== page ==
Tourists and cafe owners along Hanoi’s “train street” spoke of their disappointment Friday as the hotspot was closed due to safety concerns, just weeks after reopening following a long Covid-19 closure.
The narrow corridor in the Vietnamese capital drew hordes of tourists before the pandemic, each eager to grab a selfie or watch a train rumble past one of the fashionable eateries set just a metre from the track.
Safety concerns prompted the street’s shutdown in 2019 but many businesses quietly opened in recent weeks, keen to cash in on the tourist revival after Vietnam reopened to visitors earlier this year.
Nguyen Thi Thu had begun to see her cafe recover.
“The tourists had come back and we were earning enough to make a living,” she told AFP.
Built by colonial rulers, the railway once transported goods and people across French Indochina and is still in use by communist Vietnam’s state-run rail company.
The stretch of tracks on “train street”, once in an area occupied by drug users and squatters, was transformed after social media users began sharing photos and locals realised the business potential.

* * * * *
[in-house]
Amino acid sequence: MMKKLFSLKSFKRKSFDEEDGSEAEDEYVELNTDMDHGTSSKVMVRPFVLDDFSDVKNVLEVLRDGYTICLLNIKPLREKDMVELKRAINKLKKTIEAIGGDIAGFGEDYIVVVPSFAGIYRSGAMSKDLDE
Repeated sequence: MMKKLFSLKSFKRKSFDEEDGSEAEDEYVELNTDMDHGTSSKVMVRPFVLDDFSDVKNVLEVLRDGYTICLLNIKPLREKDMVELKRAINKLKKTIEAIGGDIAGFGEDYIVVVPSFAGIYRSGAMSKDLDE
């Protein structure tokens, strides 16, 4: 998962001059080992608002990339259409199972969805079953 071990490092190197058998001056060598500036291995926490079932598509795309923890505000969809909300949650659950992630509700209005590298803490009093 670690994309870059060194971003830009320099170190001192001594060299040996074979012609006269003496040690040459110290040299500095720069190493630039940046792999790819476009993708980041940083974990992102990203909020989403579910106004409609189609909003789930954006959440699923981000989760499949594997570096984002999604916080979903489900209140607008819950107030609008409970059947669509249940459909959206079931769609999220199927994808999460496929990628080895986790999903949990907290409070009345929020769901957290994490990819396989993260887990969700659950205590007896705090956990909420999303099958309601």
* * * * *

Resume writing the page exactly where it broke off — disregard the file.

On Friday, the kilometre-long line was blocked off by police — though a nearby section of track remained open.
A local official told state media the businesses along the street were violating railway safety rules.
Jay Arriola, from the UK, told AFP he was miffed that the cafes were closed after being told about the site by his girlfriend.
“It is a bit of a disappointment,” he said.
“I wanted to go to a cafe that has a top level… (to have) a perspective on the train going through that trail between the houses,” adding that “a top deck might be safer”.
Keeping customers safe had been part of cafe owner Thu’s daily routine.
“When it was time for the train to pass by, we asked all guests to move in, there was no danger at all.”
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